Fighting for fish meals not fishmeal

Two true ocean champions made a big splash this afternoon at the Seafood Summit in Vancouver.  Dr. Jennifer Jacquet and Dr. Patricia Majluf made passionate pleas to stop the farming of carnivorous fish like salmon and start promoting direct wild fish consumption of so-called forage fish such as anchovies.   
 
Instead of tinkering with a flawed model – the dinosaur called salmon farming – why not cut to the chase (and cut out the middleman in the process) and feed wild fish such as anchovies directly to hungry and nutrition-poor families in Latin America?  

We need “fish meals not fish feed” argued Dr. Patricia Majluf from Peru.  Put simply – fish feed multinationals are stealing perfectly healthy food out of the mouths of Peruvians. 


 
Farming salmon is inherently unsustainable – full stop, period.  As Dr. Jennifer Jacquet from the University of British Columbia put it, “if you’re farming a predator you’ll always get less out than you put in”. 


 
Salmon farming is clearly a net loss in marine protein.  So why do we promote Ponzi schemes such as salmon farming?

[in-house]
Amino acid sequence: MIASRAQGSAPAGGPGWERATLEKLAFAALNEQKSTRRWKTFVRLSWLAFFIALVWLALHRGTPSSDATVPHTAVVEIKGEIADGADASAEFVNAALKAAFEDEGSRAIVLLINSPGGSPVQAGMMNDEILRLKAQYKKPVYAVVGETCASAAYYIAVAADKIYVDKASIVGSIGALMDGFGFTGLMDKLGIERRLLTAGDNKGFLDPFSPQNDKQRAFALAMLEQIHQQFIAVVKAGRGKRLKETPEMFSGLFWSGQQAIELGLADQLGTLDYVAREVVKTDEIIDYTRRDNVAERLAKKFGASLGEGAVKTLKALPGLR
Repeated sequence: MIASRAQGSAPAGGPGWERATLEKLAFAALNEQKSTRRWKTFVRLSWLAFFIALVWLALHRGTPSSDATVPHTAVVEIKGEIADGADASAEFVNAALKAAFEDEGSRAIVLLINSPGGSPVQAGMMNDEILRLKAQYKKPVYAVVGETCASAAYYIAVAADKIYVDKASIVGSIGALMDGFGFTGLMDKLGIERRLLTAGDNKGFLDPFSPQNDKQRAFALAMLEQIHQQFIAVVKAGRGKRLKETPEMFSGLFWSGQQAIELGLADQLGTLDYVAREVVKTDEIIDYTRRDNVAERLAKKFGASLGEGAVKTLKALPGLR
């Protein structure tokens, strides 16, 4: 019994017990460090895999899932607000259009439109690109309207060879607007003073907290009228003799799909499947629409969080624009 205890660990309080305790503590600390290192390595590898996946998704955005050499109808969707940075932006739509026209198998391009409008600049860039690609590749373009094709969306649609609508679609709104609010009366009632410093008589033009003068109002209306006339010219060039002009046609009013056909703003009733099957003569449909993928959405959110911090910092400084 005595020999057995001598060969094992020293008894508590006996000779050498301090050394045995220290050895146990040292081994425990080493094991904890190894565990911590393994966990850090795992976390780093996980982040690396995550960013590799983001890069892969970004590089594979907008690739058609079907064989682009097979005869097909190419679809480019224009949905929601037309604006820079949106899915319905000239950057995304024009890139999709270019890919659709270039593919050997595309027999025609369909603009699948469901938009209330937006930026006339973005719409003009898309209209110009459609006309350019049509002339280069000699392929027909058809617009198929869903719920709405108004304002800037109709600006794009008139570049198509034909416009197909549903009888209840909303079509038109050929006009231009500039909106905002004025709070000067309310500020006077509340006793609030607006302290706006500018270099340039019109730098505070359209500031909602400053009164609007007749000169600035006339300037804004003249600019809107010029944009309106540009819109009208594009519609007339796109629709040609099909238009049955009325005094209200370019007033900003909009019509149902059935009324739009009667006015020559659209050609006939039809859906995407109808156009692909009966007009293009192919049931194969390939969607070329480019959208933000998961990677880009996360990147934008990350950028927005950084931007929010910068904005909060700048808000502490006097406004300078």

Step forward one of the middlemen at the Seafood Summit: fish feed giant Skretting (owned by Nutreco – who used to own Marine Harvest) who are one of the controversial funders of the Seafood Summit (along with ‘sustainable’ Department of Fisheries and Oceans Canada).  Skretting claim in their advert in the glossy Seafood Summit brochure: “We are completely dedicated to the development of feeds that enable farmers to produce healthy and delicious fish and shrimp in a sustainable way”. 
 
Skretting also supply feed to the pig and cattle farming industry – so are used to dealing in porky pies and bull. 
 
So why have Seaweb and the Seafood Choices Alliances allowed themselves to be bought off hook line and stinker by such an unsustainable company?  At this rate next year’s Seafood Summit will be sponsored by AquaBounty and “sustainably” farmed GE salmon will be served at lunch.